There were great discoveries, and a history lesson, to be found around the park as well. When I was a bit older and was allowed to roller skate (not through the park, but around it) to grandmother’s, I found that all sidewalks were indeed not created equal for skating. Across from the park was a patch of beige sidewalk blocks, with a symmetrical dotted pattern, that were so smooth, the skates glided. On this patch I never had to stop and tighten my skates with the key dangling from a white string around my neck because there were no bumps to shake the fittings loose. In later years, I noticed a small bronze plaque in the squares, with the initials WPA. I had been a long way, at the time, from being able to identify those initials with Franklin Delano Roosevelt’s infrastructure initiatives. For years I thought these labels were purely to indicate where the best skating must be.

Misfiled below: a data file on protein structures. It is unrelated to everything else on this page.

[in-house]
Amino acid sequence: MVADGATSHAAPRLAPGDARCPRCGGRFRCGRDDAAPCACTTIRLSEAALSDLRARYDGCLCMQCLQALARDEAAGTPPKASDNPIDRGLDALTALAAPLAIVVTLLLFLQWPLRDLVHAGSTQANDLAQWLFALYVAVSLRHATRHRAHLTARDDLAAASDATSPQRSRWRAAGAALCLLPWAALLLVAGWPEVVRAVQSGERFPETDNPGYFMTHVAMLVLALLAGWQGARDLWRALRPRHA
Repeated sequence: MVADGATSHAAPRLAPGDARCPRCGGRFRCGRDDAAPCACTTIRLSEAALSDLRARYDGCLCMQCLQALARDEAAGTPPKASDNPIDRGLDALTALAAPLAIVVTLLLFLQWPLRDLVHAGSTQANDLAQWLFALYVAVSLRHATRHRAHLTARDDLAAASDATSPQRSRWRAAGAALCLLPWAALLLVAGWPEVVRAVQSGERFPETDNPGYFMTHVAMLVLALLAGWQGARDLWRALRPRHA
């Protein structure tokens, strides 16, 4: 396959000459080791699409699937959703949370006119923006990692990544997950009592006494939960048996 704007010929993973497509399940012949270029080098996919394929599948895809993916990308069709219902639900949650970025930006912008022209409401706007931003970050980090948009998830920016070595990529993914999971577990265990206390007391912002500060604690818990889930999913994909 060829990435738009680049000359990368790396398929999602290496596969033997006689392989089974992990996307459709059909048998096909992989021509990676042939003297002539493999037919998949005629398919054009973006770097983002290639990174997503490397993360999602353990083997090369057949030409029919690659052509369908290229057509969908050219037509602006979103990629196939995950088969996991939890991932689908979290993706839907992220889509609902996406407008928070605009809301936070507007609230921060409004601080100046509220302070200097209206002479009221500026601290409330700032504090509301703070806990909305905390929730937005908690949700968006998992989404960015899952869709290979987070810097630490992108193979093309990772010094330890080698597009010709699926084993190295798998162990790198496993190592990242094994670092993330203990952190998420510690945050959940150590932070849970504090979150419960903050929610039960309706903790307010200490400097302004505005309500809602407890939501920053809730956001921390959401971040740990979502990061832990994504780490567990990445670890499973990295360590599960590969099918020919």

The park remains, the school is gone—replaced by ever-expanding medical buildings. The pool is also gone, replaced by a basketball court and upscale playground. The benches remain the same green and white color scheme, and Swampy’s shack has been rebuilt several times, but still stands in the same location. The church—with those same red doors—and the funeral home, albeit under a different name, still stand as sentinels over this honored piece of my childhood quilt. I don’t know what happened to the magical Christmas church and the super skating surface, while still there, is creased by cracks that host growing clumps of grass.
Forgive my slip into nostalgia this month, but the coming of the winter always leads my mind to wander “back home”.